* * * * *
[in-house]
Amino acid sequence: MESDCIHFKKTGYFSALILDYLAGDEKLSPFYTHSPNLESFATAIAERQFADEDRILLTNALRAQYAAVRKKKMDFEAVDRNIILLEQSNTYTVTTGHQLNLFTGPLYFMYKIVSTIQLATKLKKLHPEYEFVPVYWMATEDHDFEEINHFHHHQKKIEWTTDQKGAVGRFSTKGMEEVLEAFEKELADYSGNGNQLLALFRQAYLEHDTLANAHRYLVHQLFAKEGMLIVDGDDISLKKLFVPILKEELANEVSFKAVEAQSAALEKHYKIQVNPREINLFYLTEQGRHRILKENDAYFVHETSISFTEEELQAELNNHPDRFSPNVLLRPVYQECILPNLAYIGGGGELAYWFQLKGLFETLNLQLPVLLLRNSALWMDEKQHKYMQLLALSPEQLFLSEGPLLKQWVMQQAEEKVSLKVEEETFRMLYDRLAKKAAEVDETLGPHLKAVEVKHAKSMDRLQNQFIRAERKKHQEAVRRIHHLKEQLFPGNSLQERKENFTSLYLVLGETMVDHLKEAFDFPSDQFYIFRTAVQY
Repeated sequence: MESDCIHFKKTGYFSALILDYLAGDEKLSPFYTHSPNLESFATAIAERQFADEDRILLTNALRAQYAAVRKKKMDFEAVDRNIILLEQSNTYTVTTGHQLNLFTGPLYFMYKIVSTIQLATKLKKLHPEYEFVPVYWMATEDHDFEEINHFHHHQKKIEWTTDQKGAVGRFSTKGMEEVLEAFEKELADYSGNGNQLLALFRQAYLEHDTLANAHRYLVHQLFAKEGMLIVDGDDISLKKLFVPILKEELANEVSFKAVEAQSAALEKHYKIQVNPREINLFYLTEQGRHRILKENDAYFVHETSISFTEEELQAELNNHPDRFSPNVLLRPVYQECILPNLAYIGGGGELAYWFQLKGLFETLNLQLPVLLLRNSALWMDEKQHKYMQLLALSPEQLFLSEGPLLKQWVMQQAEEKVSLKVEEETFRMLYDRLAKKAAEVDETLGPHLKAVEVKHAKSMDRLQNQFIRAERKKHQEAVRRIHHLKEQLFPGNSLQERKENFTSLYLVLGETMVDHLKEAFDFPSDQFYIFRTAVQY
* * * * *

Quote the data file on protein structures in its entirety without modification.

[in-house]
Amino acid sequence: MESDCIHFKKTGYFSALILDYLAGDEKLSPFYTHSPNLESFATAIAERQFADEDRILLTNALRAQYAAVRKKKMDFEAVDRNIILLEQSNTYTVTTGHQLNLFTGPLYFMYKIVSTIQLATKLKKLHPEYEFVPVYWMATEDHDFEEINHFHHHQKKIEWTTDQKGAVGRFSTKGMEEVLEAFEKELADYSGNGNQLLALFRQAYLEHDTLANAHRYLVHQLFAKEGMLIVDGDDISLKKLFVPILKEELANEVSFKAVEAQSAALEKHYKIQVNPREINLFYLTEQGRHRILKENDAYFVHETSISFTEEELQAELNNHPDRFSPNVLLRPVYQECILPNLAYIGGGGELAYWFQLKGLFETLNLQLPVLLLRNSALWMDEKQHKYMQLLALSPEQLFLSEGPLLKQWVMQQAEEKVSLKVEEETFRMLYDRLAKKAAEVDETLGPHLKAVEVKHAKSMDRLQNQFIRAERKKHQEAVRRIHHLKEQLFPGNSLQERKENFTSLYLVLGETMVDHLKEAFDFPSDQFYIFRTAVQY
Repeated sequence: MESDCIHFKKTGYFSALILDYLAGDEKLSPFYTHSPNLESFATAIAERQFADEDRILLTNALRAQYAAVRKKKMDFEAVDRNIILLEQSNTYTVTTGHQLNLFTGPLYFMYKIVSTIQLATKLKKLHPEYEFVPVYWMATEDHDFEEINHFHHHQKKIEWTTDQKGAVGRFSTKGMEEVLEAFEKELADYSGNGNQLLALFRQAYLEHDTLANAHRYLVHQLFAKEGMLIVDGDDISLKKLFVPILKEELANEVSFKAVEAQSAALEKHYKIQVNPREINLFYLTEQGRHRILKENDAYFVHETSISFTEEELQAELNNHPDRFSPNVLLRPVYQECILPNLAYIGGGGELAYWFQLKGLFETLNLQLPVLLLRNSALWMDEKQHKYMQLLALSPEQLFLSEGPLLKQWVMQQAEEKVSLKVEEETFRMLYDRLAKKAAEVDETLGPHLKAVEVKHAKSMDRLQNQFIRAERKKHQEAVRRIHHLKEQLFPGNSLQERKENFTSLYLVLGETMVDHLKEAFDFPSDQFYIFRTAVQY